DUP leader Arlene Foster said the letter "raised alarm bells for those who value the integrity of our precious union and for those who want a proper Brexit for the whole of the UK".
DUP leader, Arlene Foster, expressed outrage at the proposals.
Ms Foster said the DUP will not support a different regulatory regime for Northern Ireland from the rest of the UK.
It has been angered by a letter in which May said EU negotiators were still pushing for Northern Ireland to remain in the single market and customs union if talks collapse.
A leaked letter from the Prime Minister in reply to an earlier message from Mrs Foster and her deputy, Nigel Dodds, set out Mrs May's approach.
Mrs May has also come under fire from her own MPs and Cabinet ministers, who have demanded legal advice on the final terms of the UK's exit to ensure the EU can not keep Britain inside the customs union indefinitely.
According to The Times of London the letter says the European Union wants a Northern Ireland-specific "backstop to the backstop" and Mrs May tells the DUP she could not accept any circumstances where this could come in to force.
"The only thing I would say is that it is very important that we listen to the voice of Northern Ireland in all of this".
The scope of any alignment with Brussels' rules would be limited to what is "strictly necessary" to avoid a hard border.
At issue is the vexing problem of how to avoid border checks between British Northern Ireland and the Republic of Ireland after Brexit enters into force on March 29.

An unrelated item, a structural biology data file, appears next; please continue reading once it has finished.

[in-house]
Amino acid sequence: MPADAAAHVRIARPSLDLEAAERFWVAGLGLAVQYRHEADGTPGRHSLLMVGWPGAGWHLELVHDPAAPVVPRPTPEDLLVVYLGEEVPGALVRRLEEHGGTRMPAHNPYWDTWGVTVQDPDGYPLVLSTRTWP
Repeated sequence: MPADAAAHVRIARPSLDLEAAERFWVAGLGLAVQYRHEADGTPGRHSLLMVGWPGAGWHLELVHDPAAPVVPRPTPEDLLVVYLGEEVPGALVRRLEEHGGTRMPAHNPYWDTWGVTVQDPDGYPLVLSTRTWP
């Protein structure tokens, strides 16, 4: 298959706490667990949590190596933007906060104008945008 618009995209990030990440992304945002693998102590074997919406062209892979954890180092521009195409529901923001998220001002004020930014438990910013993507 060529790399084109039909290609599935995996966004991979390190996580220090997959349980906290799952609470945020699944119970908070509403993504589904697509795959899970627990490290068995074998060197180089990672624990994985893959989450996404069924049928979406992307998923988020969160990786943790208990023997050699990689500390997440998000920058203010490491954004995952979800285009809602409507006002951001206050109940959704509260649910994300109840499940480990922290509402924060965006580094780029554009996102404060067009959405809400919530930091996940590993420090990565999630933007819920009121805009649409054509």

The DUP MP Sammy Wilson heaped further pressure on the government, telling the BBC Radio 4's Today programme that the letter was sent to the party but was put into the public domain by Downing Street.
What does the government say?
Downing Street has played down suggestions that a Brexit deal is imminent, after European Council president Donald Tusk appeared to indicate a breakthrough could come within the next week.
Mrs May is said to have told Brexiteers the plan was "not needed yet" but it received a "surprisingly warm" response from Chancellor Philip Hammond, a senior source told Sky News.
Some eurosceptics in her Conservative Party are already threatening to vote against the deal because it could lock Britain into a long-term customs arrangement with the EU.
A UK-wide customs deal would maintain quota-free and tariff-free access to European markets for the British fishing industry and in return the EU wants to keep continued access to United Kingdom waters for its trawlers, the newspaper said.
Speaking at the British-Irish Council meeting, Secretary of State Karen Bradley told the Press Association: "The negotiating teams are working hard to get a good deal that can be taken to the British Parliament".